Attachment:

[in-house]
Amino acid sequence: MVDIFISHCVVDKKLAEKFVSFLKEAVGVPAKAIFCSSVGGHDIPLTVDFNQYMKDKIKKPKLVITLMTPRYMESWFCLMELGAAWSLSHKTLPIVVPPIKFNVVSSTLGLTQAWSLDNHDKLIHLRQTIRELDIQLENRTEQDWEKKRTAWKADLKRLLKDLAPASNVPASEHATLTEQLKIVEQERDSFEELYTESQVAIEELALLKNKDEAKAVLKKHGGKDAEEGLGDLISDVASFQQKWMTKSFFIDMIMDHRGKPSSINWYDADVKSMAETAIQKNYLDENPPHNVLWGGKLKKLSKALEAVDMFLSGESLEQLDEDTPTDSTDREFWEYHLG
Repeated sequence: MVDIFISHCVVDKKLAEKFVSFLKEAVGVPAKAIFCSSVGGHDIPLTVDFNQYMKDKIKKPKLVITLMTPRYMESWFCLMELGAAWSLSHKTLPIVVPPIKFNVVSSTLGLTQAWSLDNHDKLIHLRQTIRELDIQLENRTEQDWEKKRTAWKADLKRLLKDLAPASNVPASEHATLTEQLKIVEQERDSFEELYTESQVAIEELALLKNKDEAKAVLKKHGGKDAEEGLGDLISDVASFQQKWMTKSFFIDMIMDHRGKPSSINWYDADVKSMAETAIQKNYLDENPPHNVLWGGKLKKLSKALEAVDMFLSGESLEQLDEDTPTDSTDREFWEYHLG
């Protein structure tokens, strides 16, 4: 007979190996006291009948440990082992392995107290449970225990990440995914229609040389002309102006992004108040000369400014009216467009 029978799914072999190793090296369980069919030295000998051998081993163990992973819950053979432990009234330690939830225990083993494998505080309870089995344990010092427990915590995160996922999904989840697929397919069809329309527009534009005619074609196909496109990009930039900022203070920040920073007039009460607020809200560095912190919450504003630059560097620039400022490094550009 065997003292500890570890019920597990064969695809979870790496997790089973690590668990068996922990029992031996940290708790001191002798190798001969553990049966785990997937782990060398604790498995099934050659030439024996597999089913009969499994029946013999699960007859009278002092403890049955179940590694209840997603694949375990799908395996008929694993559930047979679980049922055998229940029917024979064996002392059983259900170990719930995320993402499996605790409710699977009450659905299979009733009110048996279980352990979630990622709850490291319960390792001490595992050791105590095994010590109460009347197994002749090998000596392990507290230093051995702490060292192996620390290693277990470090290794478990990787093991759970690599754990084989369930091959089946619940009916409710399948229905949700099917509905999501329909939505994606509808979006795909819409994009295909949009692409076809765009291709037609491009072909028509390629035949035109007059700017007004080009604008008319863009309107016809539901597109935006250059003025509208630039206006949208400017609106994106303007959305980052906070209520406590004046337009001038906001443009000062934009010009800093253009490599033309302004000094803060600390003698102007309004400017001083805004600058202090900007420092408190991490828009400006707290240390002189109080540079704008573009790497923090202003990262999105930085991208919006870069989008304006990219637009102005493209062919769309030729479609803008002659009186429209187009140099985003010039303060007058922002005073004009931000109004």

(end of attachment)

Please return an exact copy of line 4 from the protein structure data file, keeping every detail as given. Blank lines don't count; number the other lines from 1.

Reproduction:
């Protein structure tokens, strides 16, 4: 007979190996006291009948440990082992392995107290449970225990990440995914229609040389002309102006992004108040000369400014009216467009 029978799914072999190793090296369980069919030295000998051998081993163990992973819950053979432990009234330690939830225990083993494998505080309870089995344990010092427990915590995160996922999904989840697929397919069809329309527009534009005619074609196909496109990009930039900022203070920040920073007039009460607020809200560095912190919450504003630059560097620039400022490094550009 065997003292500890570890019920597990064969695809979870790496997790089973690590668990068996922990029992031996940290708790001191002798190798001969553990049966785990997937782990060398604790498995099934050659030439024996597999089913009969499994029946013999699960007859009278002092403890049955179940590694209840997603694949375990799908395996008929694993559930047979679980049922055998229940029917024979064996002392059983259900170990719930995320993402499996605790409710699977009450659905299979009733009110048996279980352990979630990622709850490291319960390792001490595992050791105590095994010590109460009347197994002749090998000596392990507290230093051995702490060292192996620390290693277990470090290794478990990787093991759970690599754990084989369930091959089946619940009916409710399948229905949700099917509905999501329909939505994606509808979006795909819409994009295909949009692409076809765009291709037609491009072909028509390629035949035109007059700017007004080009604008008319863009309107016809539901597109935006250059003025509208630039206006949208400017609106994106303007959305980052906070209520406590004046337009001038906001443009000062934009010009800093253009490599033309302004000094803060600390003698102007309004400017001083805004600058202090900007420092408190991490828009400006707290240390002189109080540079704008573009790497923090202003990262999105930085991208919006870069989008304006990219637009102005493209062919769309030729479609803008002659009186429209187009140099985003010039303060007058922002005073004009931000109004």